ABDULLA: For ipilimumab/nivolumab, do you [always] drop the ipilimumab after…4 doses?

PAL: The maximum for the ipilimumab would be 4 doses. We’d stop after 4 doses of ipilimumab, and unconditionally I’ve never gone past that. Then we continue nivolumab beyond that. The question is when to stop the nivolumab. In a complete response, you can stop as early as 1 year; I think that’s well accepted. Some patients might choose to hold until 2 years. I’ve been trying to persuade my patient to stop therapy with nivolumab for a very long time, but [she has continued] because it was permitted by the protocol. If you look deep at the CheckMate 214 data, you’ll see that a lot of patients who have sustained responses are still on nivolumab at those long-term end points.1 Because it was permitted in the protocol, she’s chosen to remain on [it], but most people would stop at 2 years.

ABDULLA: Are we still investigating the triplet therapy of nivolumab and ipilimumab with cabozantinib? Because [in COSMIC-313 (NCT03937219)] it met its PFS [end point], but the toxicity was too much.7 My question is, [we give] ipilimumab for 4 cycles, and that’s a very short period, and then the patient is on monotherapy with nivolumab. Why don’t we squeeze in the cabozantinib there, after they’re done with the ipilimumab, and continue with cabozantinib/nivolumab if they have a reasonable amount of disease?

PAL: There is a study running right now, which is called PDIGREE [NCT03793166], and…it is asking that very question. Patients start on nivolumab/ipilimumab, and if they have a complete response after 4 cycles of nivolumab/ ipilimumab, they stay on nivolumab as monotherapy. If they have progressive disease after 4 cycles, they get cabozantinib. If they have disease stabilization or a suboptimal partial response…they get randomly assigned to either nivolumab or cabozantinib plus nivolumab at that point.

The PDIGREE trial may get at that question of whether you need to get more aggressive therapy in the maintenance nivolumab setting, but I don’t think we have the answer to that yet. For the time being, I would not [add] on cabozantinib, and I’ve run into a lot of patients who have had great responses or stabilization. I’ve seen second opinions where cabozantinib is added on and has a ton of hepatic toxicity, and the patient ends up faring much worse. I wouldn’t [add] anything on in that setting.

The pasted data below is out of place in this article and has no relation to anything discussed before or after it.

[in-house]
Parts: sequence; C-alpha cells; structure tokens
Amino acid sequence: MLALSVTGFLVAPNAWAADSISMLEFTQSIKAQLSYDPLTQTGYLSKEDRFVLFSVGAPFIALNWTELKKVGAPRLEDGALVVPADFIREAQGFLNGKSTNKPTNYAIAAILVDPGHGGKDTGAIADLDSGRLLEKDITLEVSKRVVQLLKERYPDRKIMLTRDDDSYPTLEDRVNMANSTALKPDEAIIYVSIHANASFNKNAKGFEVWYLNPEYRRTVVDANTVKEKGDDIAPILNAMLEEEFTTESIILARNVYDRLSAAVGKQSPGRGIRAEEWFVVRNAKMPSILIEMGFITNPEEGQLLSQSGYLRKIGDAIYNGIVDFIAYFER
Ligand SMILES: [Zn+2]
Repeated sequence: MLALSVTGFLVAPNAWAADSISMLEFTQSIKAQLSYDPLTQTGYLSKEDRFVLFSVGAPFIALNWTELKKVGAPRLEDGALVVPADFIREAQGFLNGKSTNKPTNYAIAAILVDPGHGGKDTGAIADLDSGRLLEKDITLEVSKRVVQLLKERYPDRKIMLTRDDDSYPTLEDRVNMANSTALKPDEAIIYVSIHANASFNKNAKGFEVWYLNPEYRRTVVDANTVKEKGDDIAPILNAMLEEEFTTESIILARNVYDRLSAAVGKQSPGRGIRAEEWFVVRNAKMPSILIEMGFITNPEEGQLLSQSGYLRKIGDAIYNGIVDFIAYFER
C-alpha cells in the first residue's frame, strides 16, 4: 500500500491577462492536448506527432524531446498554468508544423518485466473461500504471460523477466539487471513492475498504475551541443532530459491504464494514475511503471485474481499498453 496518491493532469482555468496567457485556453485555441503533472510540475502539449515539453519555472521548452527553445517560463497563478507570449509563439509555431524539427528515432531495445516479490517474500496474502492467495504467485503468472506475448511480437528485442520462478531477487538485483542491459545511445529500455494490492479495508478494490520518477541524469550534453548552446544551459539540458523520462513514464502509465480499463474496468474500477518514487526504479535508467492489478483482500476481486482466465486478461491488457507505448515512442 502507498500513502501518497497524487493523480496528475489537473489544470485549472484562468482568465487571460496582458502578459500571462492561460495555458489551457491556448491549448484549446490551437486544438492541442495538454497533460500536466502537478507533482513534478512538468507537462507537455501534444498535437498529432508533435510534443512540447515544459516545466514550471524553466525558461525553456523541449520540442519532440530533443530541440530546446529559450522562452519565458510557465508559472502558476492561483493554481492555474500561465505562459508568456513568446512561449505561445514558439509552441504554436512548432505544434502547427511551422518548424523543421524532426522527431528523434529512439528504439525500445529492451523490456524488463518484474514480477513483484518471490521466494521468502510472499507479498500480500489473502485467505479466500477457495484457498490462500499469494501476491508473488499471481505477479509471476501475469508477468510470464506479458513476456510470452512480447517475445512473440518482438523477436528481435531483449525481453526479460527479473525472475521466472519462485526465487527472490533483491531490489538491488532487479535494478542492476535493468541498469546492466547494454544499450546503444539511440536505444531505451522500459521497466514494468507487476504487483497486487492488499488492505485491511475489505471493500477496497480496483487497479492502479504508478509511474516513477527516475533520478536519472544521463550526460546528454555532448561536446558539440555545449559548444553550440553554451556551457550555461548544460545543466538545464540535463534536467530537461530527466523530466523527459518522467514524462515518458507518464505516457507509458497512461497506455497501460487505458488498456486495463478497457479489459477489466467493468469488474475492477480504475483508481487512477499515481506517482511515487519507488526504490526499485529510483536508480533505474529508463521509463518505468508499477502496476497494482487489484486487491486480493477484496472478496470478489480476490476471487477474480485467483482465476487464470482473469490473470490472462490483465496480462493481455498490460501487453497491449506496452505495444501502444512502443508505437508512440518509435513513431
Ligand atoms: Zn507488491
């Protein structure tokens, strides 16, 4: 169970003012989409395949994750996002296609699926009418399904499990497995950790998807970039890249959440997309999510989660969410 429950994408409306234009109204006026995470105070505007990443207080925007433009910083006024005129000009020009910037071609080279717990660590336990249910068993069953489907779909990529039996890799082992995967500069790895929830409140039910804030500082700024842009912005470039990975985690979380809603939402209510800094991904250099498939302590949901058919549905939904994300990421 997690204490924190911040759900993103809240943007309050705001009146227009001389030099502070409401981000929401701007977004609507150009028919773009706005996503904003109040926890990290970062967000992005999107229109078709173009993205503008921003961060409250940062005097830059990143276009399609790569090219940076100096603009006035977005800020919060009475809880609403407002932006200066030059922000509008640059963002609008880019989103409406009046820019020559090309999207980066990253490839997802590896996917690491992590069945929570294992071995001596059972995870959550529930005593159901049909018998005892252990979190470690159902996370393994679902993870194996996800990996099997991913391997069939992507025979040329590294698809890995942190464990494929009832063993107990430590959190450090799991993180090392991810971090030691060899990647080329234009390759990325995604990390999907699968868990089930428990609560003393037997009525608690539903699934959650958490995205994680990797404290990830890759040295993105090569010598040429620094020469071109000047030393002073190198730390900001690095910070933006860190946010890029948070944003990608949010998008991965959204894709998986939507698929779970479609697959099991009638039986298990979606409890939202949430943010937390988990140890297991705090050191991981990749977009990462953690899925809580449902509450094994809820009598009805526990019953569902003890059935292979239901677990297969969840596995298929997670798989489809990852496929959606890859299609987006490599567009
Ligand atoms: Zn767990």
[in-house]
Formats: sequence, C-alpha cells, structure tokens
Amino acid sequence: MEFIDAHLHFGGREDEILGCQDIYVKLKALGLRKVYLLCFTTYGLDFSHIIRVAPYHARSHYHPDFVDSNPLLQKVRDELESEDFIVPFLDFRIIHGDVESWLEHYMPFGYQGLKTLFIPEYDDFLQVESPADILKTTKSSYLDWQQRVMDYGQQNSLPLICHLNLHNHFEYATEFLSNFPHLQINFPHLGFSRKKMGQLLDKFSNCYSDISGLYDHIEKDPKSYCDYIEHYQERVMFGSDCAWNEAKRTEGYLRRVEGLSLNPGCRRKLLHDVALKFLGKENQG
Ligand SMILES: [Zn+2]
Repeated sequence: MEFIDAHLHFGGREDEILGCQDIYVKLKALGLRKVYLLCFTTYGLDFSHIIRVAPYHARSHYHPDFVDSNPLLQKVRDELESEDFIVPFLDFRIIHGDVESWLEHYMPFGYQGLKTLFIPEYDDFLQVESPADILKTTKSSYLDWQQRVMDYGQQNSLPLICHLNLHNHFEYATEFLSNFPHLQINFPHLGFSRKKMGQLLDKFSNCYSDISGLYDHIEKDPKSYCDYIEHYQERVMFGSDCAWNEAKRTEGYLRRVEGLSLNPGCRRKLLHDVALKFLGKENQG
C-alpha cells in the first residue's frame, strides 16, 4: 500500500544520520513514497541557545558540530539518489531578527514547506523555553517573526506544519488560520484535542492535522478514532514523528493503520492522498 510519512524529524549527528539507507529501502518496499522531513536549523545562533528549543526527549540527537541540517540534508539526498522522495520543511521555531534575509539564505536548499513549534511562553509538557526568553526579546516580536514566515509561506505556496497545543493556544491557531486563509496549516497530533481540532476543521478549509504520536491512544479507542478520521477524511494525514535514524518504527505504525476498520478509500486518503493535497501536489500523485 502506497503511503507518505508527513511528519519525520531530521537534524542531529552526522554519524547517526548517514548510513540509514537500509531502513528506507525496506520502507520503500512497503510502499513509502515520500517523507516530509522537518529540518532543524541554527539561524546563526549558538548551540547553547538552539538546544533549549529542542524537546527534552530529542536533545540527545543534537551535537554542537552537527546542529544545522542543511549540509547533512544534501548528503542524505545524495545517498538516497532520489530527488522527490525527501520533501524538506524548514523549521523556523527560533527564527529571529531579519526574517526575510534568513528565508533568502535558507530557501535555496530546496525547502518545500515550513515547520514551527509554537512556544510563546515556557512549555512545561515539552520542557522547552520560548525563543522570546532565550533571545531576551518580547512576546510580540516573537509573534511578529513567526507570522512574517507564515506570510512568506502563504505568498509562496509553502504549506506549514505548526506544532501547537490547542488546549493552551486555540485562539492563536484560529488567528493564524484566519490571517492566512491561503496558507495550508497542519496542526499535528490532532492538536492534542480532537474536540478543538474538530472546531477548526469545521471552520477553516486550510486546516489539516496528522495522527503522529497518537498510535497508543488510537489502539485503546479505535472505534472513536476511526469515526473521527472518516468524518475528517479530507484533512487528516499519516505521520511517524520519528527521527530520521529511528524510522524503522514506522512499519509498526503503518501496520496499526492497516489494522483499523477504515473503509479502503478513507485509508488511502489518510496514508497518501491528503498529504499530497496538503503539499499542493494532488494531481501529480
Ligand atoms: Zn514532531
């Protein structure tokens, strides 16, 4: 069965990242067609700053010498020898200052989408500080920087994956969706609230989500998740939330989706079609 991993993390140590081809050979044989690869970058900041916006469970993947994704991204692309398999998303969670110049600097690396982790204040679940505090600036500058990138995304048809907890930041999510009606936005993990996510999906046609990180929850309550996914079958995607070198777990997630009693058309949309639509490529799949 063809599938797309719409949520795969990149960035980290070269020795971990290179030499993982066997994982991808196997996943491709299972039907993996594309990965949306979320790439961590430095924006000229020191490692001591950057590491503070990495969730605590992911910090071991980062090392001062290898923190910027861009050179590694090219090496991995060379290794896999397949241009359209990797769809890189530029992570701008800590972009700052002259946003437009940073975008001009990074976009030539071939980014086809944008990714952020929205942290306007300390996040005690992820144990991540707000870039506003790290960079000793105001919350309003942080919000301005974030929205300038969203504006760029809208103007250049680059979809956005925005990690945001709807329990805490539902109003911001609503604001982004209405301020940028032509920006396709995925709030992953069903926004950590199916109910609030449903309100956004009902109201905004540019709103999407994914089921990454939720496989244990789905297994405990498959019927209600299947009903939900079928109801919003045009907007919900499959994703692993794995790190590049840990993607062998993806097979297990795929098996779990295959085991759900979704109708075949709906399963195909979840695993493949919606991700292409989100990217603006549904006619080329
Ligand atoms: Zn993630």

But Dr Abdulla brings up an important study, which is COSMIC-313. This was a trial of nivolumab plus ipilimumab with or without cabozantinib. It was a positive study where there was a modest benefit in PFS, but we haven’t seen the overall survival data for that study yet.7 Also, the rate of grade 3/4 hepatic toxicity was 25%, so it was [very] high. There were lot of patients with severe liver toxicity, so I don’t think that’s a very appropriate regimen. You won’t see it reflected on the guidelines on that basis.

1. Tannir NM, Escudier B, McDermott DF, et al. Nivolumab plus ipilimumab (NIVO + IPI) vs sunitinib (SUN) for first-line treatment of advanced renal cell carcinoma (aRCC): long-term follow-up data from the phase 3 CheckMate 214 trial. J Clin Oncol. 2024;42(suppl 4):363. doi:10.1200/JCO.2024.42.4_ suppl.363
2. Cella D, Motzer RJ, Suarez C, et al. Patient-reported outcomes with first-line nivolumab plus cabozantinib versus sunitinib in patients with advanced renal cell carcinoma treated in CheckMate 9ER: an open-label, randomised, phase 3 trial. Lancet Oncol. 2022;23(2):292-303. doi:10.1016/S1470- 2045(21)00693-8
3. Motzer R, Porta C, Alekseev B, et al. Health-related quality-of-life outcomes in patients with advanced renal cell carcinoma treated with lenvatinib plus pembrolizumab or everolimus versus sunitinib (CLEAR): a randomised, phase 3 study. Lancet Oncol. 2022;23(6):768-780. doi:10.1016/S1470-2045(22)00212-1
4. Bedke J, Rini BI, Plimack ER, et al. Health-related quality of life analysis from KEYNOTE-426: pembrolizumab plus axitinib versus sunitinib for advanced renal cell carcinoma. Eur Urol. 2022;82(4):427-439. doi:10.1016/j.eururo.2022.06.009
5. Lenvima. Prescribing information. Eisai Inc; 2023. Accessed April 2, 2024.
6. Pal SK, Albiges L, Tomczak P, et al. Atezolizumab plus cabozantinib versus cabozantinib monotherapy for patients with renal cell carcinoma after progression with previous immune checkpoint inhibitor treatment (CONTACT-03): a multicentre, randomised, open-label, phase 3 trial. Lancet. 2023;402(10397):185-195. doi:10.1016/S0140-6736(23)00922-4
7. Choueiri TK, Powles T, Albiges L, et al; COSMIC-313 Investigators. Cabozantinib plus nivolumab and ipilimumab in renal-cell carcinoma. N Engl J Med. 2023;388(19):1767-1778. doi:10.1056/NEJMoa2212851